Recommendation Letters and the College Application

Recommendation Letters and the College Application

As stressful as it is to write college application essays, at least the effort gives students a sense of control, of making a case for themselves by discussing what matters to them and what they believe makes them distinctive and wonderful. In contrast, letters of recommendation are written by teachers about students, who are expected to waive access to them.

By being proactive and thoughtful, though, students can still have significant input in these important pieces of the application. And they are indeed important. In the 2019 NACAC State of Admission report, most deans of admission put teacher recommendations in the same category of importance as application essays. But the number of required letters, and the guidance as to who should write them, will vary by college. Selective colleges will want to see one or two teacher letters in addition to the counselor letter, and they will usually ask that the letters come from junior or senior year teachers in core academic subjects (English, social science, math, science, and foreign language). Stanford, for example, suggests that you ask a sophomore teacher only if the course was an advanced one.

Some colleges also recommend that you opt for a balanced view of your performance by submitting both a STEM and a non-STEM letter. Indeed, a few schools – MIT, CalTech, Harvey Mudd and such – require such balance. But elsewhere, securing robust, personal letters should be your top priority. Of course, a breadth of intellectual interests may be a particular strength of yours, and you should try to reflect that quality in your choice of letters. But asking teachers who barely know you for a letter of recommendation, purely for the sake of such balance, seems risky.

Similarly, if your application reflects a particularly strong academic interest, whether in languages, engineering, or social justice, you can amplify the reader’s perception of your engagement with that field by your choice of letters. In fact, an application from a prospective engineer without a letter from a math or physics teacher might well raise questions about the depth of that student’s interest in the field.

Knowing that these letters really do matter to admission officers, what can you do to ensure that yours represent you in ways that will serve you best?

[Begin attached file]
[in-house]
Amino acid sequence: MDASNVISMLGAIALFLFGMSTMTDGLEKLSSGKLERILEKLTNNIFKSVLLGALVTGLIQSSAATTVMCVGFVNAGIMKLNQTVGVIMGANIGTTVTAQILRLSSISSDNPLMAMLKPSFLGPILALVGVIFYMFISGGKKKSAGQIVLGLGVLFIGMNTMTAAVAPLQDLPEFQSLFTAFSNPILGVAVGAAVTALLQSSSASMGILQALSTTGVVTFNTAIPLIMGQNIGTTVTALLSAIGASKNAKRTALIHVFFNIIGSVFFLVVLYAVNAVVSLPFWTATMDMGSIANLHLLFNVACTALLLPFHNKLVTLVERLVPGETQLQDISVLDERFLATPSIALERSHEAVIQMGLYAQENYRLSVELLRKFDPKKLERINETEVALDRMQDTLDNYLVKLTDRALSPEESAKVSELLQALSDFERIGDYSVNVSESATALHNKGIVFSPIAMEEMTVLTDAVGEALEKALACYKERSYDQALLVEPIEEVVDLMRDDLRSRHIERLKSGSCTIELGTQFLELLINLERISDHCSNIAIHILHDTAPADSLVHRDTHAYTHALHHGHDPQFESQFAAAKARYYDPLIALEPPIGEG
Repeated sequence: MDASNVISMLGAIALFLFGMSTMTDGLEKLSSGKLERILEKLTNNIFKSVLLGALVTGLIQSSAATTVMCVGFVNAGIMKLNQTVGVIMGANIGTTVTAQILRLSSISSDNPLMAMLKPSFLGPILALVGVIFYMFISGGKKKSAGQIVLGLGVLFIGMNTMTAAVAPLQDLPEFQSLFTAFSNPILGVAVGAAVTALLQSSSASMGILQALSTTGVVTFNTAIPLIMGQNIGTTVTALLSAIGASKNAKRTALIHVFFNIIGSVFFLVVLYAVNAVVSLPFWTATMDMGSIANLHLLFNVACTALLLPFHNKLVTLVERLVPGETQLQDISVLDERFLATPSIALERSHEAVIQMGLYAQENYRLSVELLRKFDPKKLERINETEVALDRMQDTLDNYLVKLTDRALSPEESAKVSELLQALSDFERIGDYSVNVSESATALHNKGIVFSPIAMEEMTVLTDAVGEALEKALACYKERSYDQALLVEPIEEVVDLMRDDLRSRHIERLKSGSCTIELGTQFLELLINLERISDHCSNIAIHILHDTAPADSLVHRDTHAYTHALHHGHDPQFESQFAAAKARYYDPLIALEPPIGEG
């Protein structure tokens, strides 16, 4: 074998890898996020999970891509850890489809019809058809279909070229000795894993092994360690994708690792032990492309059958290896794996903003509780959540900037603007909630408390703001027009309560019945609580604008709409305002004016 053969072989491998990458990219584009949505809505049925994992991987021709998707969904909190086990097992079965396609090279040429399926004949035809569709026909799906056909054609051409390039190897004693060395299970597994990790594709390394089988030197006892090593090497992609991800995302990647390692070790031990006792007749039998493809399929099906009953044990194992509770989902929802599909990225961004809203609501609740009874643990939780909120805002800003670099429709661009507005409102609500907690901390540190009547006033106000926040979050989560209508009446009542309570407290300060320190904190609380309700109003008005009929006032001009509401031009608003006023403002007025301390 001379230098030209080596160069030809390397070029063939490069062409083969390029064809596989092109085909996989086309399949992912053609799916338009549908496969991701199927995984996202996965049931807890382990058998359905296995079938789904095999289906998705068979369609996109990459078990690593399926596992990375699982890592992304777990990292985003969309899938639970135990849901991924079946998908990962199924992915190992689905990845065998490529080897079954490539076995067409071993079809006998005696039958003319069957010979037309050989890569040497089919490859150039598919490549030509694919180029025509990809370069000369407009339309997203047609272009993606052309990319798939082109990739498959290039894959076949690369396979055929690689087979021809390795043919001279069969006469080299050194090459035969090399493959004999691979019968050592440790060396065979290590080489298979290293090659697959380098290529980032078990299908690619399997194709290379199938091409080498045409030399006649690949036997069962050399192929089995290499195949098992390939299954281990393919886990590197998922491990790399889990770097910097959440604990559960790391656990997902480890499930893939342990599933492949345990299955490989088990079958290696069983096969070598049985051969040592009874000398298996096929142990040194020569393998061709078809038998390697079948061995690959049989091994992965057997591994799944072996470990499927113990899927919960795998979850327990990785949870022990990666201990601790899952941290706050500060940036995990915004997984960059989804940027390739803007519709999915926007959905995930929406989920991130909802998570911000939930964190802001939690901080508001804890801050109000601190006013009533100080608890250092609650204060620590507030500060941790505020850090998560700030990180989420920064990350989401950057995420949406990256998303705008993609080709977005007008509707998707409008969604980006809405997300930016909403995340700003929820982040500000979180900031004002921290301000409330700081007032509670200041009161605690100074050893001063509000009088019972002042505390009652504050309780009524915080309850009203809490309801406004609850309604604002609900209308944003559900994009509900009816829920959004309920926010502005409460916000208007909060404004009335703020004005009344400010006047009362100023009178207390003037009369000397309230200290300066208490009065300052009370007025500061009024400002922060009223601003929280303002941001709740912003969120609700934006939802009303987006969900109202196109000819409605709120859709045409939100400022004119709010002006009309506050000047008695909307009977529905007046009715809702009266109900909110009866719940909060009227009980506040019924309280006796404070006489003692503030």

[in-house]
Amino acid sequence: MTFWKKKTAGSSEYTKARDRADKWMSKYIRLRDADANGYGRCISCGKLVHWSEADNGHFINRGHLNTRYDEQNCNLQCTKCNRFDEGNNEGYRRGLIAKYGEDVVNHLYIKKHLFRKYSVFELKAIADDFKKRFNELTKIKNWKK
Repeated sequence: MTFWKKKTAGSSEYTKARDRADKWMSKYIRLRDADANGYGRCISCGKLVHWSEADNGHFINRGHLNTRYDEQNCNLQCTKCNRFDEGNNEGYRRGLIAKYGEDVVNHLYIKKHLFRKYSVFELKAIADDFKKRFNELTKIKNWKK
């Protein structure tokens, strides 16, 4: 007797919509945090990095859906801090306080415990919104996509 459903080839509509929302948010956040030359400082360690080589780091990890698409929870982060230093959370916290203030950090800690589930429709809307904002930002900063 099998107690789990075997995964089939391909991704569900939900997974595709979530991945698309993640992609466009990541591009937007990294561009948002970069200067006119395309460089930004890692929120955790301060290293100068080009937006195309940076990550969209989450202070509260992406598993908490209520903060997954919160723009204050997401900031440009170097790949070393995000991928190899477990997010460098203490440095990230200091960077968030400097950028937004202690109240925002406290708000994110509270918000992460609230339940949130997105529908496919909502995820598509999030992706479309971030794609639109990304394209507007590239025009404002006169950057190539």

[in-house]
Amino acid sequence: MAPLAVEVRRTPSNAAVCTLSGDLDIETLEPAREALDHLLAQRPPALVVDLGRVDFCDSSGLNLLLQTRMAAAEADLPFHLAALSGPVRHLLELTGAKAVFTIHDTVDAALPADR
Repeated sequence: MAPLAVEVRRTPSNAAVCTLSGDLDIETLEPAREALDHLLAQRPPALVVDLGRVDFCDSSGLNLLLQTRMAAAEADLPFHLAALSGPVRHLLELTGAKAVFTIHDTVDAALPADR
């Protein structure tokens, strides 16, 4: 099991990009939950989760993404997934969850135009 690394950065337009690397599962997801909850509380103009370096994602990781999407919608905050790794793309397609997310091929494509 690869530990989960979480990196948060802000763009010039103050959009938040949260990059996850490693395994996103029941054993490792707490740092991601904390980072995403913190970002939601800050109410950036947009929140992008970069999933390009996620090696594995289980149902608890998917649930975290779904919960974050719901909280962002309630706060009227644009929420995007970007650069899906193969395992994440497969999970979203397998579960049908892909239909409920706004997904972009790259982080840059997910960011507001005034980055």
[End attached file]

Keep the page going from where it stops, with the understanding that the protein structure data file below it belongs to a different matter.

• Remember that at many colleges, applications pass through committees in school groups – everyone at one high school who applied to that college, one after another. If a teacher knows you only as one of many asking for a LOR, you might end up with the sort of note that will in turn reduce you to one in a crowd of applicants, all remarkably the same. So, choose a teacher with whom you have had opportunity to make some personal connection, perhaps by having conversations about shared interests.
  • In choosing your letter writers, consider what a specific teacher might say about you (and perhaps has said already in a grade report or a parent conference). Can that teacher speak to your love of learning beyond working hard towards a good grade? Can the teacher address how your collaboration supports the learning of your classmates, beyond the fact that you are a pleasure to teach? Can the teacher come up with examples of your intellectual curiosity beyond mere diligence? If the answer is yes, then the teacher’s letter will help you seem distinctive in your role within a classroom community.
  • Make good use of any opportunity to help shape the teacher’s perception of you, and help them represent you best. If the teacher asks you to complete a worksheet in advance, do so thoroughly and thoughtfully with an eye on the language and concepts that you wish them to use in describing you. Think of examples that earned you extra kudos from them for a particularly great job; or discuss sections of a course that challenged you to think a bit deeper.

Given your hard work on other aspects of your application, getting the best possible letters of recommendation deserves your attention. Most teachers work remarkably hard on these to do well by you – don’t forget to thank them! But an experienced admission officer can also easily spot the difference between a good LOR and an exceptional one. Aim for the latter![/vc_column_text][/vc_column][/vc_row]

Empathy: Considering another’s perspective in a college application

Empathy: Considering another’s perspective in a college application

In preparing their applications to college, high school students are encouraged to be authentic, engaged, passionate, and committed. These are indeed great aspirations, and, hopefully, kids get the message that being true and honest with themselves and putting together a good college application should not be at odds with each other.